Deconstructing DoorDash's Coronavirus Response
The Company's "Nothing" Plan to Help Restaurants
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As coronavirus roils the markets and pushes the restaurant industry into an existential crisis, I am simultaneously in awe of and deeply disappointed in DoorDash’s handling of the coronavirus crisis.
For this post, I wanted to deconstruct the company’s response to the coronavirus crisis and show how clever they are at saying a lot while doing “nothing”.
I don’t necessarily blame them though. They are (in my opinion) dealing with their own liquidity challenges and aren’t exactly in a position to be truly helpful. They must prioritize solvency/liquidity over growth.
As Warren Buffett famously said:
“When a management with a reputation for brilliance tackles a business with a reputation for bad economics, it is the reputation of the business that remains intact.”
DoorDash CEO Tony Xu is very good (some say brilliant) at scaling DoorDash in spite of food delivery’s awful unit economics, but the coronavirus crisis (in my opinion) has him boxed in.
This post is a bit redundant since it’s carves out sections from [Premium] U.S. Food Delivery Mortal Kombat, but I’ve added a few additional nuggets to hopefully keep it interesting for you.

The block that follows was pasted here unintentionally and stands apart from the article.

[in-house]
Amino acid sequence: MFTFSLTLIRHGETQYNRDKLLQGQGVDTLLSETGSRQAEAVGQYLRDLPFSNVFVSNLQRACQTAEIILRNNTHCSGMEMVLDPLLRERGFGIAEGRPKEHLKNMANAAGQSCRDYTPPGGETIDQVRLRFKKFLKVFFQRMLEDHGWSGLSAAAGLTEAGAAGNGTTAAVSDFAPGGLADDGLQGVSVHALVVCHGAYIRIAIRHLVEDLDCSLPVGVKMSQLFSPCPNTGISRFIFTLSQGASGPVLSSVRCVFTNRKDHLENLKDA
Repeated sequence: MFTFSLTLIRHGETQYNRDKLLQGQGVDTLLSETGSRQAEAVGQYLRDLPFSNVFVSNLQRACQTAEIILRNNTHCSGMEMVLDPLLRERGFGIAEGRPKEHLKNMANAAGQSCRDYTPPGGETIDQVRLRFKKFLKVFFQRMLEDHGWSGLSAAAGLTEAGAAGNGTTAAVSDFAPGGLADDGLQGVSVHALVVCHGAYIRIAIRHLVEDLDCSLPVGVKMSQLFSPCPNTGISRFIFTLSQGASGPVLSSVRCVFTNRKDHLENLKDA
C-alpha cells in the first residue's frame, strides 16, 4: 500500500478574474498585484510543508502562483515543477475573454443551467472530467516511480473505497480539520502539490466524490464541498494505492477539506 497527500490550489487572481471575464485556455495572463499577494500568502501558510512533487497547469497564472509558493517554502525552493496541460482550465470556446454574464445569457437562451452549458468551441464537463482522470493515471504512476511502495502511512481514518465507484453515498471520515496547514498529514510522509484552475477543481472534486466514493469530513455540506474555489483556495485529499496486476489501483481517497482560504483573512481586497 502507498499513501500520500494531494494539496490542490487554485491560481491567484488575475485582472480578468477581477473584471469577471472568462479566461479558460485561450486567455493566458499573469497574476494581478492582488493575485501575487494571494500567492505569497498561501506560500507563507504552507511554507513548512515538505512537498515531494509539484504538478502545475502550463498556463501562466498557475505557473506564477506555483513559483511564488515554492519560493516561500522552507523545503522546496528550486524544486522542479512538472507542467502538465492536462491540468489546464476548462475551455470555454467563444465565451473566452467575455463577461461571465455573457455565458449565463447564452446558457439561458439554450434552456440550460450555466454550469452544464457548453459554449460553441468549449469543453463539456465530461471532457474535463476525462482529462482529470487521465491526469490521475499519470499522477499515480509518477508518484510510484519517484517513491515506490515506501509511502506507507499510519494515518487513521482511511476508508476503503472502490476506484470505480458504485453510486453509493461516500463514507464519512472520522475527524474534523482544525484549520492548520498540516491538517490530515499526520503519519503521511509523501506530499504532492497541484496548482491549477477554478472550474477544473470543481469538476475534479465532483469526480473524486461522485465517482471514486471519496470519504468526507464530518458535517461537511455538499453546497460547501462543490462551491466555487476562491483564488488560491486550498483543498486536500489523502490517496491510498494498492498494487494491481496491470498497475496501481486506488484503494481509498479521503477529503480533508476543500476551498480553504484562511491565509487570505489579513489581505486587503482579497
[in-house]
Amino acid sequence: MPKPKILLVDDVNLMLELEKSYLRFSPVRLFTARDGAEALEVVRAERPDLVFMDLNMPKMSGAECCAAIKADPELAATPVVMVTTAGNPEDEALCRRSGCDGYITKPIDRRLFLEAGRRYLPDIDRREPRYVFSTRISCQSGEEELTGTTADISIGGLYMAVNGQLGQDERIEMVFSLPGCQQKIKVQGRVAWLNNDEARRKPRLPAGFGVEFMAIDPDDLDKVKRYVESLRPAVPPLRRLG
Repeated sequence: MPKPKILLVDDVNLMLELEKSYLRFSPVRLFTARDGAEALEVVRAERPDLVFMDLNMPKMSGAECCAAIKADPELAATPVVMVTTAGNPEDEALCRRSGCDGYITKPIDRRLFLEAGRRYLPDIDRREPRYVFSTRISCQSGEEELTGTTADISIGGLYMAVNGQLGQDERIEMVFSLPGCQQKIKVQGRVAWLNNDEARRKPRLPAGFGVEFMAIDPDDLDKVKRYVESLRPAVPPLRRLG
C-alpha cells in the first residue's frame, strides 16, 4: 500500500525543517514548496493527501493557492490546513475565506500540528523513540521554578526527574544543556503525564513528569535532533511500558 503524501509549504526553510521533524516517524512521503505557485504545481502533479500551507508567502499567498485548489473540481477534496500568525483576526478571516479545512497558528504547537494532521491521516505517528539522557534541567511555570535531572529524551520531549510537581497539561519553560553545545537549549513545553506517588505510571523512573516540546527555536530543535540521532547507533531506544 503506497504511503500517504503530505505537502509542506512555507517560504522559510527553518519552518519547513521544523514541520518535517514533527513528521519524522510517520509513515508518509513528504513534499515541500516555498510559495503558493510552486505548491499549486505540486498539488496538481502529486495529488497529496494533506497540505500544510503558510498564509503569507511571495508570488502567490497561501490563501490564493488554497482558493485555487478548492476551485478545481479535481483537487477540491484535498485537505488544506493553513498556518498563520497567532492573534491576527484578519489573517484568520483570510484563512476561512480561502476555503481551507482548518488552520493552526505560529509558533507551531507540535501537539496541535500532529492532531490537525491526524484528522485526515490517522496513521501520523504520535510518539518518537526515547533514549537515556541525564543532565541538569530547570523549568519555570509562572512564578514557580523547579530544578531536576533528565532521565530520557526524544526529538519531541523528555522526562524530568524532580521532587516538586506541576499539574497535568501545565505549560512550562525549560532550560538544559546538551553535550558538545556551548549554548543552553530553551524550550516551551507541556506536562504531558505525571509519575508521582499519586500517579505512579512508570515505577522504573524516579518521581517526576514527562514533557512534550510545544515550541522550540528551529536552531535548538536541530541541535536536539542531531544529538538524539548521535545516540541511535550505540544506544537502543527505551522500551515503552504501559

This post focuses more on “reading between the lines” of DoorDash’s coronavirus response whereas the premium post provides a broader take on the current coronavirus situation.
You don’t reach a $13 billion valuation without some great messaging skills.
I’d go as far as to say DoorDash are masters at massaging their message, and the tactics employed by them are definitely worth studying. I just don’t know for “best practices” or “dark arts” purposes.
Sure, there are folks see through what DoorDash is doing and immediately call them out for their shenanigans, but the positive P.R. generally crowds the criticisms (infamous gratuity policy aside). This is definitely the case with their coronavirus response.
DoorDash CEO Tony Xu is described as a ruthless leader:
[Early DoorDash Employee] Mr Munday described Mr Xu’s working hours as long, and his leadership style as “ruthless” — though perhaps not in the manner of other notorious disrupters in Silicon Valley.
“Ruthless doesn’t mean demeaning people or disrespecting them,” Mr Munday said. “It just means a really, really high standard . . . If you don’t know your numbers, [Tony is] going to ask you the same question five times in a row.”
Why does this matter?
Because it means you can presume CEO Tony Xu knows exactly what he’s doing when it comes to company decision-making.